"The addition of a through floor lift could be considered," adds Martin Bell. "This is installed in the main living area, allowing access to the first floor via a small platform which lifts up when required. It can be used by both occupants and visitors and often blends into the interior design."
11. Think Strategically About Bathrooms in Dormer Spaces
Many modern lifestyles aren't suited to having bedrooms upstairs and the bathroom downstairs so if a new family bathroom or en suite is on the cards during a dormer extension or renovation, plan the layout carefully.
The nature of the sloping vaulted ceilings means a shower is best placed towards the centre of a house layout, at the apex of the peak, while baths and toilets can be positioned where headroom is less of an issue.
Beware of limiting space for getting changed and dried after coming out of the shower and the banged elbows it may cause. Consider if a bath is strictly necessary (will great shower room ideas suffice?) or if a toilet with a vanity is all that is required by the bedrooms.
How Do You Extend a Dormer Bungalow?
There are many options for extending a dormer bungalow, including adding a rear extension, a two-storey extension or wrap-around extension. Extending the roof, perhaps with the addition of larger dormers, to create more usable space on the first floor is also a popular option.
"Dormer bungalow extensions offer the potential to create additional space in the roof space and are a more cost-effective way to extend your home than extending on the ground," says Martin Bell of Transform Architects.
"It may be easier to gain planning permission for the additional space if you are using Permitted Development with dormers. This is a good option if you have limited space in your garden and you wish to maintain it. A loft conversion is also much less disruptive than having builders in your garden for weeks or months at a time."
"If you do not have enough headroom internally, and the roof's ridge needs to be raised, then you will need to gain planning permission," says Will Dewar. "The local council should have guidance as to what they would usually deem to be acceptable. This will either be in the local plan, or they may have a supplementary planning document (SPD) relating to residential extensions in particular."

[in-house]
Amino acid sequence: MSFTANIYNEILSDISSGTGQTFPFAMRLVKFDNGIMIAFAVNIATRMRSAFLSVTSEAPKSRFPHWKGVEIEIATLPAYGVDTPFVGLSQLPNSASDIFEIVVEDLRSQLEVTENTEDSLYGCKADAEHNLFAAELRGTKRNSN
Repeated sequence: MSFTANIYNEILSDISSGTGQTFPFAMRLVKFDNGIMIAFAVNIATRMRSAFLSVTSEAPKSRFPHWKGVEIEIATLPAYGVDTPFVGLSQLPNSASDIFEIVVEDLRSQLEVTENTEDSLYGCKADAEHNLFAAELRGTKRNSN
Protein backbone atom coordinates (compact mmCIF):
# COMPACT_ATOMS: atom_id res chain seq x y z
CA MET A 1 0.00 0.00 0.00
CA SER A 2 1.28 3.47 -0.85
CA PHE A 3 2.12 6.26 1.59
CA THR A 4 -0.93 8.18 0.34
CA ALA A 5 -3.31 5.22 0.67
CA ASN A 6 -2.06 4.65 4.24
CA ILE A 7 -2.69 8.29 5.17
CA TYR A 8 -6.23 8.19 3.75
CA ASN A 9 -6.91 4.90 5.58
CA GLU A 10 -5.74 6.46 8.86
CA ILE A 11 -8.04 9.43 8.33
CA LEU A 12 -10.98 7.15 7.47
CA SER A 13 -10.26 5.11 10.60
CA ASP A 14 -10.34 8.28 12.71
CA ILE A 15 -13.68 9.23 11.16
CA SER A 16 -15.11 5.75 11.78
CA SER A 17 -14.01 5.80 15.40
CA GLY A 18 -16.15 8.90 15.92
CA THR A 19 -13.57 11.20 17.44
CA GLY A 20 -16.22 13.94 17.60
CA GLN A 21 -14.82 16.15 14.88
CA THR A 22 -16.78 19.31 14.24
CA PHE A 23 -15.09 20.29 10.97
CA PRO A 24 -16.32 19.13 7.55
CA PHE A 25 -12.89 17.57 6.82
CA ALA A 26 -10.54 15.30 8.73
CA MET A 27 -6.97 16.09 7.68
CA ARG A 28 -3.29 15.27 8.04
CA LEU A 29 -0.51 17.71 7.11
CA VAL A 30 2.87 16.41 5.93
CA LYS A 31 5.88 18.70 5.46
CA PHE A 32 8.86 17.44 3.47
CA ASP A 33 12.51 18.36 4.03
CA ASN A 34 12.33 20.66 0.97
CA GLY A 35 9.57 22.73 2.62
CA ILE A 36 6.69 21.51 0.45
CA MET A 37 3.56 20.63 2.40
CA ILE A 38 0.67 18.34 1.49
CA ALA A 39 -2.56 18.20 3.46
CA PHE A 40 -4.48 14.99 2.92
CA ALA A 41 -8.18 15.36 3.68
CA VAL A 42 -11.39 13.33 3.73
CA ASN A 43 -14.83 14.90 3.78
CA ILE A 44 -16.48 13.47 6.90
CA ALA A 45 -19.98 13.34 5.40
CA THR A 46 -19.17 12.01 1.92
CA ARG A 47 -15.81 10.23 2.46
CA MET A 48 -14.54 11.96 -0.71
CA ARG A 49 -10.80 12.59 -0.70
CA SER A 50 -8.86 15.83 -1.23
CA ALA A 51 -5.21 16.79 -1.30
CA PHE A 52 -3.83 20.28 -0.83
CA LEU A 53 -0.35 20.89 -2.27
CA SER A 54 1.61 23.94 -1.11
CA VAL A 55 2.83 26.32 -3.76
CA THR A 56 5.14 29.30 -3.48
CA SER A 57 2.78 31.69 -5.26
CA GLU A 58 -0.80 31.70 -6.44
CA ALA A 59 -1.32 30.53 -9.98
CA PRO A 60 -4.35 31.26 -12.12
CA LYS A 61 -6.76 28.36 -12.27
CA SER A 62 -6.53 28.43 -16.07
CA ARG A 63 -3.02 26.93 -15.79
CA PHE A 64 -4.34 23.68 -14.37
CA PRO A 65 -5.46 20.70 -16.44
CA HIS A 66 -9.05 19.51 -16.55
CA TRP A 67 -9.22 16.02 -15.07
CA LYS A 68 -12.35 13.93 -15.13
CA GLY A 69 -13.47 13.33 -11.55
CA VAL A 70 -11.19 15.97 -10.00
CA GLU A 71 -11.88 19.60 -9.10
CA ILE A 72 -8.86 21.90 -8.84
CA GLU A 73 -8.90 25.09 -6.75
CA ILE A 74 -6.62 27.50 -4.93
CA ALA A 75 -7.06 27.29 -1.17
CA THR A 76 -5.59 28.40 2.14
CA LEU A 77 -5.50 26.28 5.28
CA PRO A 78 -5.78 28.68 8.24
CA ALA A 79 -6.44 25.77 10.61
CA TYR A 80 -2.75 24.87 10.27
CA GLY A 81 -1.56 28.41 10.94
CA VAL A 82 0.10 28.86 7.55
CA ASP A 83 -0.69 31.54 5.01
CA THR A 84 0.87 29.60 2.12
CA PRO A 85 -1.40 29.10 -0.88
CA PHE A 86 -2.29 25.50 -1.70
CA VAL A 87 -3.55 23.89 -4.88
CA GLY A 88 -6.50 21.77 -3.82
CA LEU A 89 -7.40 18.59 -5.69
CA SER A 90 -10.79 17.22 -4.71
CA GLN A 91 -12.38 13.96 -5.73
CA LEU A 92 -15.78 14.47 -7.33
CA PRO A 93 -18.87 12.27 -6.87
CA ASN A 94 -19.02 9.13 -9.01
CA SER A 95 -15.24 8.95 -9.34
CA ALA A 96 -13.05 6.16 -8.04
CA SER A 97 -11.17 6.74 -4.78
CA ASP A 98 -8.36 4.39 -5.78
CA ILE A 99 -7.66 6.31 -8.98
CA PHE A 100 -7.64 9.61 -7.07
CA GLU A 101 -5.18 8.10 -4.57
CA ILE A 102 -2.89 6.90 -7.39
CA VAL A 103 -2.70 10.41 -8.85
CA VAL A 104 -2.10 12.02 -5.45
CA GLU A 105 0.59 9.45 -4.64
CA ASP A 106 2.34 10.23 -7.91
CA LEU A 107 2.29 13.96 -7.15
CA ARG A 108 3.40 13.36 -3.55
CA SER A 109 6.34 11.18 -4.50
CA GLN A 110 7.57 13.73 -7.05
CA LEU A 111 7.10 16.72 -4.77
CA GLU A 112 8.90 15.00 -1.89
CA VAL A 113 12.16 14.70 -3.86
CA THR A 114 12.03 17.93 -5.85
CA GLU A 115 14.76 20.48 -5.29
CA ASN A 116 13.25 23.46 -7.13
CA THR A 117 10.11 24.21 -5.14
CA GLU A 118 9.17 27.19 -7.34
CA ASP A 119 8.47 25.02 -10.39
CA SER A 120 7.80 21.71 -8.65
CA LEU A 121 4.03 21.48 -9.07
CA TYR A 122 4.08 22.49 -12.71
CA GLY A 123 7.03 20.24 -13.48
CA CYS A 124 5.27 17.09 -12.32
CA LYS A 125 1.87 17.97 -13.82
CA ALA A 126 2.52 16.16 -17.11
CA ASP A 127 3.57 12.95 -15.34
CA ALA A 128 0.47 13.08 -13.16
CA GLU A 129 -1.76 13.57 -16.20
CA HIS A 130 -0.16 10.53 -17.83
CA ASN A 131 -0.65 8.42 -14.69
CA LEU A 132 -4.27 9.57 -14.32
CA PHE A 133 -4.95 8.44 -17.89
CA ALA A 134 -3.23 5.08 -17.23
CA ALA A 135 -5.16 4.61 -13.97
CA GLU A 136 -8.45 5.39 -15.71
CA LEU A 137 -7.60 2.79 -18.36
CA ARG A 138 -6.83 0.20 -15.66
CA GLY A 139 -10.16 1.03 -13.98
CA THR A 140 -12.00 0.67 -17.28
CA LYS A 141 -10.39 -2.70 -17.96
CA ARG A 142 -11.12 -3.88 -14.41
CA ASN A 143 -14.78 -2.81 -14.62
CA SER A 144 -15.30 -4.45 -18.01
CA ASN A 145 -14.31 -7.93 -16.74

Can I Turn into a Single-Storey Home into a Dormer Bungalow?
"It is important to note that not all bungalows can be made into dormer or chalet bungalows," advises Will Dewar, director of Sketch Architects. "Firstly it is important to check if there are any legal covenants or restrictions stopping development of the property or the conversion of the roof.
"The second item to check is the current height in the loft space. If the ridge is not going to be raised then there needs to be enough height under the ridge internally to allow for sensible standing headroom, once all insulation etc has been installed.
"In a lot of cases, it may be easier to remove the roof entirely and rebuild it, but again unless you are able to push the roof higher, then adequate internal height is essential.
"Thirdly, local planning restrictions and the impact on neighbours needs to be thoroughly checked, it is usually best to consult an architect or design professional.
"If the ridge of the bungalow needs to be raised then you will need to go through the planning process. If however you have enough internal head height then it may be possible to use the permitted development route. If Permitted Development rights are used however, it is crucial to understand the key constraints — volume, materials, design and the use of obscured glass on side elevations, to name a few."
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Assistant Editor Amy began working for Homebuilding & Renovating in 2018. She has an interest in sustainable building methods and always has her eye on the latest design ideas. Amy has interviewed countless self builders, renovators and extenders about their experiences for Homebuilding & Renovating magazine. She is currently renovating a mid-century home, together with her partner, on a DIY basis, and has recently fitted her own kitchen.